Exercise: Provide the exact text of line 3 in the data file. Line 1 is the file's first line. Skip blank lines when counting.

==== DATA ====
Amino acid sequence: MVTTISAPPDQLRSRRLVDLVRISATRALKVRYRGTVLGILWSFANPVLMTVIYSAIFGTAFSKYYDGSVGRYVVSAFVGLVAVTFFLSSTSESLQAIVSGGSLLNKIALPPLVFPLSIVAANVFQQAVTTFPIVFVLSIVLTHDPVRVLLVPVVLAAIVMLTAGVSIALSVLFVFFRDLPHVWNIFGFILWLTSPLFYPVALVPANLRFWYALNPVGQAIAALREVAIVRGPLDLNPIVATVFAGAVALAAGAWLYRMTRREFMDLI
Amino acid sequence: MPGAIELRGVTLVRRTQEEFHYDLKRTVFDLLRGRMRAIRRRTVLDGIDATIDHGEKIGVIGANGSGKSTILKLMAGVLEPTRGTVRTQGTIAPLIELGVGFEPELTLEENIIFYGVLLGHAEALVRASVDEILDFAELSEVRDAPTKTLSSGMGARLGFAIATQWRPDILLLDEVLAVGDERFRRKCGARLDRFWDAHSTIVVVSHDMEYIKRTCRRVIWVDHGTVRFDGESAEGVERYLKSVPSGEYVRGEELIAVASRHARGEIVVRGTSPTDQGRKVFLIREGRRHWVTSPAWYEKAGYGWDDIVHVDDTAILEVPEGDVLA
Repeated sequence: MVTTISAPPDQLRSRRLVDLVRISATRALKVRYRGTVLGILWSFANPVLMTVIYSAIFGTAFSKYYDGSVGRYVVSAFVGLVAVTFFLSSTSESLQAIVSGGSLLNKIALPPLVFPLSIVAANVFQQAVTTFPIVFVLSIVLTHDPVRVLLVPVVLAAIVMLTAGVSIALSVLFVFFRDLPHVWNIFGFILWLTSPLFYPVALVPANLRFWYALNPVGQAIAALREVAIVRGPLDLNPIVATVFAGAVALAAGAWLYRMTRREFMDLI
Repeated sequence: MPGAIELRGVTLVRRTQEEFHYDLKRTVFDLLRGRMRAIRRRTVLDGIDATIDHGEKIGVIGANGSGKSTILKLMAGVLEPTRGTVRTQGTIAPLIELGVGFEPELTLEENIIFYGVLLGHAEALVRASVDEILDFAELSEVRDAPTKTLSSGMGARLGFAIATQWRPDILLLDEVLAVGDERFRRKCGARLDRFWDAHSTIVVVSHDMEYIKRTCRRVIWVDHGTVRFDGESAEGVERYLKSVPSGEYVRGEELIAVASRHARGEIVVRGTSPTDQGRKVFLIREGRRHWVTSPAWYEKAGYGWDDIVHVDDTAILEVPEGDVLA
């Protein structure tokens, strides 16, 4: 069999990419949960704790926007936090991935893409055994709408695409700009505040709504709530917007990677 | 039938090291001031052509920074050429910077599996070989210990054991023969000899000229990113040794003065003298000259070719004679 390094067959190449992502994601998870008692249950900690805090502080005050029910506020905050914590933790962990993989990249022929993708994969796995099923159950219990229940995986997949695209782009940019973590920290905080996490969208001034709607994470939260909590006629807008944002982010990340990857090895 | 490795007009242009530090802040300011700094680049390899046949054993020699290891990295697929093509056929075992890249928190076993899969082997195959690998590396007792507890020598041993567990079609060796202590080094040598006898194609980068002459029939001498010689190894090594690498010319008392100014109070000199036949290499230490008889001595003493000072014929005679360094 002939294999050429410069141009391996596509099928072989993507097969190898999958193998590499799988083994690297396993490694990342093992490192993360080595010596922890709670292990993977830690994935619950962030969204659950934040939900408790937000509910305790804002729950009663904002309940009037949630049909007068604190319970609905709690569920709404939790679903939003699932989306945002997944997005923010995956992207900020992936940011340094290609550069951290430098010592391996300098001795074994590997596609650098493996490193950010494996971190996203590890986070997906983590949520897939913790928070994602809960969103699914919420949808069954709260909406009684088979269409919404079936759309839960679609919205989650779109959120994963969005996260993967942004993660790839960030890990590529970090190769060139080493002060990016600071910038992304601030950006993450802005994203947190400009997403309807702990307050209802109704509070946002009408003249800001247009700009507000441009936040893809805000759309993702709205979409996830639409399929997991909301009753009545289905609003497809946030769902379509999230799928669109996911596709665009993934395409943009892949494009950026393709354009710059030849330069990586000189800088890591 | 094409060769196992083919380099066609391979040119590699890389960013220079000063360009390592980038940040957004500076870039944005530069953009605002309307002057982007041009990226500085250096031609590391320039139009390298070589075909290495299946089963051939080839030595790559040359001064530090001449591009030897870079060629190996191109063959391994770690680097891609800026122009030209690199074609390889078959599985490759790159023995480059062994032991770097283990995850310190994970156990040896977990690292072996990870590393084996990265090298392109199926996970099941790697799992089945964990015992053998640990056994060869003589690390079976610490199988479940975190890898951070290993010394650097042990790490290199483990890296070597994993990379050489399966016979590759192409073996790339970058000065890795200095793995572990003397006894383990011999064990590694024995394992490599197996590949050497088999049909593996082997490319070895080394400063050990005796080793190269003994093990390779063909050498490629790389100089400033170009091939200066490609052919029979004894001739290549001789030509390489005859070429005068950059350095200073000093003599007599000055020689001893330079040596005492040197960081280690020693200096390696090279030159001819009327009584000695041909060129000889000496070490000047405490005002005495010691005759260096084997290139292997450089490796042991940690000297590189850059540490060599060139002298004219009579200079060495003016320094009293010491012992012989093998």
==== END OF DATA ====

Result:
Repeated sequence: MVTTISAPPDQLRSRRLVDLVRISATRALKVRYRGTVLGILWSFANPVLMTVIYSAIFGTAFSKYYDGSVGRYVVSAFVGLVAVTFFLSSTSESLQAIVSGGSLLNKIALPPLVFPLSIVAANVFQQAVTTFPIVFVLSIVLTHDPVRVLLVPVVLAAIVMLTAGVSIALSVLFVFFRDLPHVWNIFGFILWLTSPLFYPVALVPANLRFWYALNPVGQAIAALREVAIVRGPLDLNPIVATVFAGAVALAAGAWLYRMTRREFMDLI